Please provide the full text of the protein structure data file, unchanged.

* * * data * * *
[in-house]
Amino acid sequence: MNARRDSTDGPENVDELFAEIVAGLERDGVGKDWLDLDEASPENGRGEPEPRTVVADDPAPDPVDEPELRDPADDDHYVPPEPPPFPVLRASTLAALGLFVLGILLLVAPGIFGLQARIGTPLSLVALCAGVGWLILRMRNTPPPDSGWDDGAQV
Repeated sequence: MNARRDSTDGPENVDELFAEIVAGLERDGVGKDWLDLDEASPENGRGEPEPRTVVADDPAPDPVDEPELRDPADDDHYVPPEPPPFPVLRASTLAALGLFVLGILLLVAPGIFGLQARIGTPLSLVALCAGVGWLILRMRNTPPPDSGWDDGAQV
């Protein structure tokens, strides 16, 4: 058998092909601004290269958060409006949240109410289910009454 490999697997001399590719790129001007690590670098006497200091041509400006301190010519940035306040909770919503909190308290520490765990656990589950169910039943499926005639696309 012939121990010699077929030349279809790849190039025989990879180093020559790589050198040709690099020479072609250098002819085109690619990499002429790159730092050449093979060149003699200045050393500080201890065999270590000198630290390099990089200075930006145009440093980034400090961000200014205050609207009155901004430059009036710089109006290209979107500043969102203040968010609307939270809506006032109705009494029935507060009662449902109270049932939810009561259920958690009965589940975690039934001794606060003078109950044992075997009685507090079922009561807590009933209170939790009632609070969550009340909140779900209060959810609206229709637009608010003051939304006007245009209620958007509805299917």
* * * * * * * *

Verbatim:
[in-house]
Amino acid sequence: MNARRDSTDGPENVDELFAEIVAGLERDGVGKDWLDLDEASPENGRGEPEPRTVVADDPAPDPVDEPELRDPADDDHYVPPEPPPFPVLRASTLAALGLFVLGILLLVAPGIFGLQARIGTPLSLVALCAGVGWLILRMRNTPPPDSGWDDGAQV
Repeated sequence: MNARRDSTDGPENVDELFAEIVAGLERDGVGKDWLDLDEASPENGRGEPEPRTVVADDPAPDPVDEPELRDPADDDHYVPPEPPPFPVLRASTLAALGLFVLGILLLVAPGIFGLQARIGTPLSLVALCAGVGWLILRMRNTPPPDSGWDDGAQV
């Protein structure tokens, strides 16, 4: 058998092909601004290269958060409006949240109410289910009454 490999697997001399590719790129001007690590670098006497200091041509400006301190010519940035306040909770919503909190308290520490765990656990589950169910039943499926005639696309 012939121990010699077929030349279809790849190039025989990879180093020559790589050198040709690099020479072609250098002819085109690619990499002429790159730092050449093979060149003699200045050393500080201890065999270590000198630290390099990089200075930006145009440093980034400090961000200014205050609207009155901004430059009036710089109006290209979107500043969102203040968010609307939270809506006032109705009494029935507060009662449902109270049932939810009561259920958690009965589940975690039934001794606060003078109950044992075997009685507090079922009561807590009933209170939790009632609070969550009340909140779900209060959810609206229709637009608010003051939304006007245009209620958007509805299917």